CUPERTINO -- Monta Vista High School was cleared of danger Thursday after graffiti threatening a bomb attack on a teacher prompted that school's closure as well as the shutdown of nearby Lincoln Elementary School while officers and bomb-sniffing dogs swept the campus, authorities said.
The Sheriff's Office was alerted about 6:40 a.m. to the threat, which came by way of San Jose police's discovery of graffiti at Lynbrook High School that claimed there was a bomb at Monta Vista. The graffiti threatened a Monta Vista teacher by name.
The teacher was in the protective custody of sheriff's deputies when the campus was declared safe just after 11 a.m. Sheriff's Lt. Rick Sung said deputies will be on hand when studentsreturn to campus Friday.
"We want people to feel safe at school," Sung said.
Sung said investigators are looking at a handful of leads in the threat. He declined to comment on students' claims that the teacher in question had been threatened earlier in the week.
He added that the protection afforded to the teacher is rare but was done because the threat singled out a particular person.
"It was very specific in nature, and something we have to take seriously and respond to right away," Sung said.
Sung also declined to comment on a photo circulated among students that purportedly shows the threatening graffiti. Students who provided the image to the Mercury News said it was from nearby Kennedy Middle School,
In the image, the vandal claims to have planted a bomb at Monta Vista and threatened to kill the teacher.
Jeremy Nishihara, spokesman for the Cupertino Union School District, confirmed that graffiti was discovered at the junior high campus Thursday morning and that the Sheriff's Office was alerted but would not speak to its content. It has since been painted over.
Bomb technicians and bomb-sniffing dogs were summoned to the Monta Vista campus around 7 a.m., the same time Monta Vista Principal April Scott sent out an alert to students and parents announcing that school would be closed for the day.
Three bomb-sniffing dogs -- including one from Stanford University -- conducted a classroom-by-classroom sweep of the school. Agents from the Bureau of Alcohol, Tobacco, Firearms and Explosives assisted.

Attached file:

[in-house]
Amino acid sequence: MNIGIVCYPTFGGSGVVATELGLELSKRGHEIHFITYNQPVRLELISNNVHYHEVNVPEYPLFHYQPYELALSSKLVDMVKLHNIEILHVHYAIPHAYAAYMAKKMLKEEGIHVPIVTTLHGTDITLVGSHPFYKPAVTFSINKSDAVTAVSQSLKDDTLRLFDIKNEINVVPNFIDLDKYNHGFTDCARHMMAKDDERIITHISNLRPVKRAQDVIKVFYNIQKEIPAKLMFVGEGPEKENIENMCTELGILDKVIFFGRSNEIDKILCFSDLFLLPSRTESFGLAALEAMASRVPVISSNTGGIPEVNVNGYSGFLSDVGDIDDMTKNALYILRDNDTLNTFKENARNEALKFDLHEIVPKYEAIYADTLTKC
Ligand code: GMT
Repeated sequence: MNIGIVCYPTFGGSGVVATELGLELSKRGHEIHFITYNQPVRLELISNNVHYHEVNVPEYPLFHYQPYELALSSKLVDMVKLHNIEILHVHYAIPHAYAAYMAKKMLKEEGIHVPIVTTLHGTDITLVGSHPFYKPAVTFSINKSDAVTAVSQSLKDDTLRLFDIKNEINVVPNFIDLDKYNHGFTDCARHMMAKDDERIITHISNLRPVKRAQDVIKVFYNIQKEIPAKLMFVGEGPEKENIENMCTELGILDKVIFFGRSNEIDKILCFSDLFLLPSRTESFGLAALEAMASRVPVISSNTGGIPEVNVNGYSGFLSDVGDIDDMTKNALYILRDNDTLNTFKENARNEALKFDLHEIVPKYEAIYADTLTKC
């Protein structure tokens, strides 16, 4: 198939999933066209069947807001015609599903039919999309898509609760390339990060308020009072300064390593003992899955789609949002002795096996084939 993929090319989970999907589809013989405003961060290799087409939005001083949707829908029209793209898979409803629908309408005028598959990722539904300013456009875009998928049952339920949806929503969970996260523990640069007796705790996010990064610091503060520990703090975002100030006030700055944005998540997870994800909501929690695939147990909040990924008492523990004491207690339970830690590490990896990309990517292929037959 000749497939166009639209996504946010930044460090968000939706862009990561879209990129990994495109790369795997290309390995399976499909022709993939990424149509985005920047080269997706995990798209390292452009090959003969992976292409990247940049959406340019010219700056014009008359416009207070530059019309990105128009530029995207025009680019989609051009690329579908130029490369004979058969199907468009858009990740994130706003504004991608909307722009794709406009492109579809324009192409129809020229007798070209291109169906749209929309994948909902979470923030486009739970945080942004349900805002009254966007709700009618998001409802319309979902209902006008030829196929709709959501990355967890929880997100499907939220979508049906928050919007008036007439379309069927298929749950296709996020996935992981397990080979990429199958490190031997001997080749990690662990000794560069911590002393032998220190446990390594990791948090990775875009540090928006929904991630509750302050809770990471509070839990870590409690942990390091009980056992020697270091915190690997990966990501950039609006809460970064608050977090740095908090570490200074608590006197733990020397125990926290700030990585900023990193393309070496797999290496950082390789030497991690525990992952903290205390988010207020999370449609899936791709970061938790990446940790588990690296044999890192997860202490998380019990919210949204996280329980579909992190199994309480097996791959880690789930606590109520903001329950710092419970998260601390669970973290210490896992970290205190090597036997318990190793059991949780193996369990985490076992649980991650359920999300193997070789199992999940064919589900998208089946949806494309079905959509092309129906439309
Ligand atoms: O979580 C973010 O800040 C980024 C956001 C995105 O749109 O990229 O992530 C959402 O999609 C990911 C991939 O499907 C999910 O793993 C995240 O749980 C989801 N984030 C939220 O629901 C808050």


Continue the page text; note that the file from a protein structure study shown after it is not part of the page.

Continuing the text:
Classes at the adjacent Lincoln Elementary were also canceled. Streets surrounding McClellan Road were opened at 11:10 a.m.
Celine Mol, a 16-year-old junior at Monta Vista, said she was driving to school when she noticed bicyclists and other cars heading in the opposite direction.
"They were saying go back, there's no school," Celine said.
Donovan Phua, also a 16-year-old junior, said he awoke to a litany of Facebook messages addressing the school closure, and soon got an automated message detailing the bomb threat.
Donovan said he and his classmates are taking the day in stride, though at the academically competitive school, it's with mixed opinions.
"Some are saying they have more time to study, others are wondering how they're going to pick up their homework," he said.
Similar past incidents have shown that such threats are typically hoaxes, but the Sheriff's Office said it must treat each instance as legitimate. While Monta Vista and Lynbrook are both in the Fremont Union High School District, students say any rivalry between the two schools is not strong enough to give additional context for this morning's threat, which came in the midst of preparation for the semester's final exams.
"Everyone thinks it's a joke or prank," Donovan said. "I sure hope it's a prank."
Staff writer Natalie Neysa Alund contributed to this report. Contact Robert Salonga at 408-920-5002. Follow him at Twitter.com/robertsalonga.